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No need for bacterial vaginosis screening in women with low-risk pregnancy


No need for bacterial vaginosis screening in women with low-risk pregnancy

France: Early antibiotic treatment for bacterial vaginosis in women with low-risk pregnancies does not reduce the risk for late miscarriage or spontaneous very preterm birth, suggests results of a large randomized, controlled trial.

The study, involving more than 84,000 pregnant women at 40 French hospitals, published in The Lancet, found that the rate of late miscarriage and spontaneous very preterm birth was nearly equal in women with low-risk pregnancies who were randomly assigned to receive clindamycin or a placebo before 15 weeks’ gestation.

“Our findings indicate that antibiotic treatment for women with no history of late miscarriage or preterm delivery should be reconsidered,” write the authors.

Also Read: Low dose aspirin prevents preterm birth in nulliparous women: AJOG

Preterm delivery during pregnancy (<37 weeks’ gestation) is a leading cause of perinatal mortality and morbidity. Previous research has suggested that treatment of bacterial vaginosis during pregnancy can reduce poor outcomes, such as preterm birth.

Rodrigue Dessein, Recherche Translationelle Relation Hôte-Pathogènes (EA7366), Universitiare de Lille, Lille, France, and colleagues carried out this PREMEVA (Prevention of Very Preterm Delivery by Testing for and Treatment of Bacterial Vaginosis) trial to investigate whether treatment of bacterial vaginosis decreases late miscarriages or spontaneous very preterm birth.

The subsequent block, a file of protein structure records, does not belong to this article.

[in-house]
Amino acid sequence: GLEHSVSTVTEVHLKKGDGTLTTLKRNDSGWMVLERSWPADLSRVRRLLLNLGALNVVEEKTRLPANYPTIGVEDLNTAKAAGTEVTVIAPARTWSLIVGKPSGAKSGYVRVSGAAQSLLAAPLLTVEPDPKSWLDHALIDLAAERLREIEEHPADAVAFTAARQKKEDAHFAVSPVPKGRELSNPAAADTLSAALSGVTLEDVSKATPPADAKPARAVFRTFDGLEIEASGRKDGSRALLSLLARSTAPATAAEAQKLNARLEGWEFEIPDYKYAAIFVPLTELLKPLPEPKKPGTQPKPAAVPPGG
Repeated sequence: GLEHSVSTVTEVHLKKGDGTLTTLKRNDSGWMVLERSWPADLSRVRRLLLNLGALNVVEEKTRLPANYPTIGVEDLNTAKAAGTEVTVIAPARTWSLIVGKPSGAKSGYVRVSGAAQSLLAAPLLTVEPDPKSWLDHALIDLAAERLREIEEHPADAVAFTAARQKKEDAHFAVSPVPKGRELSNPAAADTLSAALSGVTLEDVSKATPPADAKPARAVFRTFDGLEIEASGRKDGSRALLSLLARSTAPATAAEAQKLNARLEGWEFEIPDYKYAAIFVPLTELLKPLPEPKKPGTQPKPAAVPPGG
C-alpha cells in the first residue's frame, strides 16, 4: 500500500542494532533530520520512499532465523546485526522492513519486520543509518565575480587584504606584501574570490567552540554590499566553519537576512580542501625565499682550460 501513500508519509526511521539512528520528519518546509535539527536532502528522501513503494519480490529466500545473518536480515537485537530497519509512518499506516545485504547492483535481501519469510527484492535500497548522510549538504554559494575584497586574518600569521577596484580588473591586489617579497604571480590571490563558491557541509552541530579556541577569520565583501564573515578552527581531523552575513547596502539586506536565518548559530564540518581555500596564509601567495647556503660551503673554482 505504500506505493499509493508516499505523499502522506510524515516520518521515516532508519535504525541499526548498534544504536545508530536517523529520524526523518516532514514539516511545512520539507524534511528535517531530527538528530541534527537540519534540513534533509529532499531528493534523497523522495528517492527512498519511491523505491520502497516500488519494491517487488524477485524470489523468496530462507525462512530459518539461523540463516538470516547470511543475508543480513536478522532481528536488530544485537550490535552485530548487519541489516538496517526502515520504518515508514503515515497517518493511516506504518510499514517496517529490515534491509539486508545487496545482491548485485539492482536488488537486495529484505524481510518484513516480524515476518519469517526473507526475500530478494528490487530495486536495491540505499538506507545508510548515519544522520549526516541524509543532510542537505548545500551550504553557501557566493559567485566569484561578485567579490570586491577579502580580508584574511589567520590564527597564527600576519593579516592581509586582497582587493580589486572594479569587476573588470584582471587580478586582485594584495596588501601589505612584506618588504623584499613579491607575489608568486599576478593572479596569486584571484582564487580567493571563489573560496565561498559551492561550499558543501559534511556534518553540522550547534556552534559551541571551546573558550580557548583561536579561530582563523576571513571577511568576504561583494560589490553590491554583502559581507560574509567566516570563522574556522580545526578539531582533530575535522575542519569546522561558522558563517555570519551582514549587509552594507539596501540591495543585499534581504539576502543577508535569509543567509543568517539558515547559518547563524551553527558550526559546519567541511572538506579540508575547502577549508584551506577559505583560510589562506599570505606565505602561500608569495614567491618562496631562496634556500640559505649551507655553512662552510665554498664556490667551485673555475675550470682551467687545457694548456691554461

For the purpose, the researchers screened 84 530 pregnant women before 14 weeks’ gestation. 5630 had bacterial vaginosis, of whom 3105 were randomly assigned to groups in the low-risk trial (n=943 to receive single-course clindamycin, n=968 to receive triple-course clindamycin, and n=958 to receive placebo) or high-risk subtrial (n=122 to receive single-course clindamycin and n=114 to receive triple-course clindamycin).

The primary outcome was a composite of late miscarriage (16–21 weeks) or spontaneous very preterm birth (22–32 weeks).

Also Read: Specific bacteria in cervix of a pregnant woman may lead to preterm birth

Key Findings:

  • In 2869 low-risk pregnancies, the primary outcome occurred in 22 (1·2%) of 1904 participants receiving clindamycin and 10 (1·0%) of 956 participants receiving placebo.
  • In 236 high-risk pregnancies, the primary outcome occurred in 5 (4·4%) participants in the triple-course clindamycin group and 8 (6·0%) participants in the single-course clindamycin group.
  • In the low-risk trial, adverse events were more common in the clindamycin groups than in the placebo group (58 [3·0%] of 1904 vs 12 [1·3%] of 956.
  • The most commonly reported adverse event was diarrhea (30 [1·6%] in the clindamycin groups vs 4 [0·4%] in the placebo group); abdominal pain was also observed in the clindamycin groups (9 [0·6%] participants) versus none in the placebo group.
  • No severe adverse event was reported in any group.
  • Adverse fetal and neonatal outcomes did not differ significantly between groups in the high-risk subtrial.

These results indicate that treatment of vaginal dysbiosis during low-risk pregnancy is unlikely to affect risk for late miscarriage or very preterm birth. However, it’s important to note that only 7% of women in this study population had vaginal dysbiosis, limiting the ability to draw inferences about pregnant women in the U.S. (25% of whom have the condition).

“Systematic screening and subsequent treatment for bacterial vaginosis in women with low-risk pregnancies shows no evidence of risk reduction of late miscarriage or spontaneous very preterm birth. Use of antibiotics to prevent preterm delivery in this patient population should be reconsidered,” concluded the authors.

For further reference log on to https://doi.org/10.1016/S0140-6736(18)31617-9

Source: With inputs from The Lancet

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